Europe’s top-selling newspaper is reducing staff and eyeing AI

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Job cuts hitting Europe’s top-selling tabloid Bild are just the start of what’s to come as print publications prioritize digital media and embrace AI.

In a memo to staff reported by German newspaper Frankfurter Allgemeine on June 19, Axel Springer, Bild’s parent company, announced a reorganization that will cut around 200 roles.

Bild employs about 1,000 people and will discontinue six of its 18 regional editions, closing two-thirds of its regional offices.

CNN quoted the memo as saying
“We’re starting an AI offensive because we need it for our move to digital-only…AI will soon be able to completely take over the printed newspaper.”

Jobs like editor-in-chief, sub-editors, and photo editors won’t exist like they do today.

ChatGPT’s appeal

Berlin-based Axel Springer is one of Europe’s biggest media companies and also owns US titles like Politico and Insider.

CEO Mathias Döpfner said in a February memo to staff that they’re aiming to become a “purely digital media company,” and give AI tools like ChatGPT the chance to “make independent journalism better than ever before – or replace it.”

A Bild spokesperson told the Guardian that exploring AI in the newsroom will “improve journalism and keep independent journalism going for years to come.”

AI has vast limitations

ChatGPT is trained on trillions of data points to make its answers more human-like, but its ability to generate balanced reporting hasn’t been tested much. In February, some users raised concerns about political bias when the chatbot reportedly refused to write a poem about former US President Donald Trump saying it’d be inappropriate, but wrote one about current US President Joe Biden. It’s also been widely criticized for lacking emotional intelligence, not understanding different contexts, being inaccurate and unable to generate long-form content needed for in-depth news reporting and investigations.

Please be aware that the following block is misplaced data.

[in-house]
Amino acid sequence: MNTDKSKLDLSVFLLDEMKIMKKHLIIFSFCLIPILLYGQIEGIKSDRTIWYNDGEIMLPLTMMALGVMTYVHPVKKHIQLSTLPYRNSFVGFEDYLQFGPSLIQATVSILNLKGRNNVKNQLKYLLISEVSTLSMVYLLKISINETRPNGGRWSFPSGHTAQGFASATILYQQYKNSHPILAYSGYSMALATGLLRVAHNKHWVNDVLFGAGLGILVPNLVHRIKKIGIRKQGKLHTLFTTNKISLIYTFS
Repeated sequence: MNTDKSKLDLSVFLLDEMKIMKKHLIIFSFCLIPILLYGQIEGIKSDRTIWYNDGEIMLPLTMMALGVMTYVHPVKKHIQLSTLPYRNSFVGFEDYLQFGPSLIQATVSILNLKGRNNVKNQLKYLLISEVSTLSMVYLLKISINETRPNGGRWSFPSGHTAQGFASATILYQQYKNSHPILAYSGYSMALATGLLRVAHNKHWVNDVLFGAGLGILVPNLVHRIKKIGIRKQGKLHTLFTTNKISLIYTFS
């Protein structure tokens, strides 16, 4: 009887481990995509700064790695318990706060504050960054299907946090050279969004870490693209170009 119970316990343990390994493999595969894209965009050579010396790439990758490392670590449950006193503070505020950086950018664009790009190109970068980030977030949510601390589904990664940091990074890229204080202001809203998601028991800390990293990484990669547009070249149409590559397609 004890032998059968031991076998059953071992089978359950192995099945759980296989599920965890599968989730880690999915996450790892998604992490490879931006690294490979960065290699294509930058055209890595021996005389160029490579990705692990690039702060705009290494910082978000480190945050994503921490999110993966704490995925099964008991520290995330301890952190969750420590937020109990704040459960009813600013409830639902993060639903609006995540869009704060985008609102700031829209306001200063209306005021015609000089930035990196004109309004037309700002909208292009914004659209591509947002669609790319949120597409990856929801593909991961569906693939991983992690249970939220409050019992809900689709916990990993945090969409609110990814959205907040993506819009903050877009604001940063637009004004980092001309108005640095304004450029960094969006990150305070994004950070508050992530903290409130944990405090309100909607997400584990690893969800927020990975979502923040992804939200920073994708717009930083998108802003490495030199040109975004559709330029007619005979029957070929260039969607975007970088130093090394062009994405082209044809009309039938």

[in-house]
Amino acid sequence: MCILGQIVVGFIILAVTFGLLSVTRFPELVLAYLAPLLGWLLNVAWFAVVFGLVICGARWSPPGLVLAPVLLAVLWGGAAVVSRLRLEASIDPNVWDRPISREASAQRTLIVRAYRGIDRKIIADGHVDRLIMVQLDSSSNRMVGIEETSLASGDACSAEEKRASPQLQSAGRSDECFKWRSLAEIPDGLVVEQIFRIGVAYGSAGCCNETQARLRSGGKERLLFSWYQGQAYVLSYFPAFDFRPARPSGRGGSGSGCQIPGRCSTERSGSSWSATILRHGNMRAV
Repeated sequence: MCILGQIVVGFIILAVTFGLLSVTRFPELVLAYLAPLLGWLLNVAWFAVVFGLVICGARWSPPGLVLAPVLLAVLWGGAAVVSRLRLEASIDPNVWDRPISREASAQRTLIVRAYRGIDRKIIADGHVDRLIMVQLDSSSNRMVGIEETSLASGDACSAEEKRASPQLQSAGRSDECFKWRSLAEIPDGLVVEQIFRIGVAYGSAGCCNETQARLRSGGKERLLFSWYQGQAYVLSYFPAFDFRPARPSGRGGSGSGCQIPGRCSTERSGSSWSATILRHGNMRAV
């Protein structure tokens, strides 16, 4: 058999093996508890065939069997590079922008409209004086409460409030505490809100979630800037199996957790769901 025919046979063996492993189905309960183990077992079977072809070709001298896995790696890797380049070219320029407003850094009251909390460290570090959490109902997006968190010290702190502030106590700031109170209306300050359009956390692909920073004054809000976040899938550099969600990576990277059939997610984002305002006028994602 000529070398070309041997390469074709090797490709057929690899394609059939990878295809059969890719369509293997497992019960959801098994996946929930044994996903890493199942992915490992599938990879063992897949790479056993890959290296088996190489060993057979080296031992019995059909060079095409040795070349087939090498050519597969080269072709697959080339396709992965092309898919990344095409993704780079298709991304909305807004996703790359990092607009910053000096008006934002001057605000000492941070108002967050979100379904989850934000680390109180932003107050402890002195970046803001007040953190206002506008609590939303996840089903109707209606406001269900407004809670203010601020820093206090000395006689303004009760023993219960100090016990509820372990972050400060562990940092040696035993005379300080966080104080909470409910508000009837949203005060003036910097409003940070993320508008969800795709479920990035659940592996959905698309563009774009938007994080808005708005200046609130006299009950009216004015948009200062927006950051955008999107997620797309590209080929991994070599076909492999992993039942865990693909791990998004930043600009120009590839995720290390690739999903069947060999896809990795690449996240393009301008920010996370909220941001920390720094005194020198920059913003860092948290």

Despite advances in their capabilities, AI chatbots still struggle with writing articles with specific tones like humor and lack the capability to produce original reviews like reporters do. They also tend to plagiarize and repurpose content without credit, which could create an explosion of misinformation.

“I’m optimistic about this tech but it poses huge risks for journalism when it comes to verifying content authenticity,”

said Chris Berend, head of digital at NBC.


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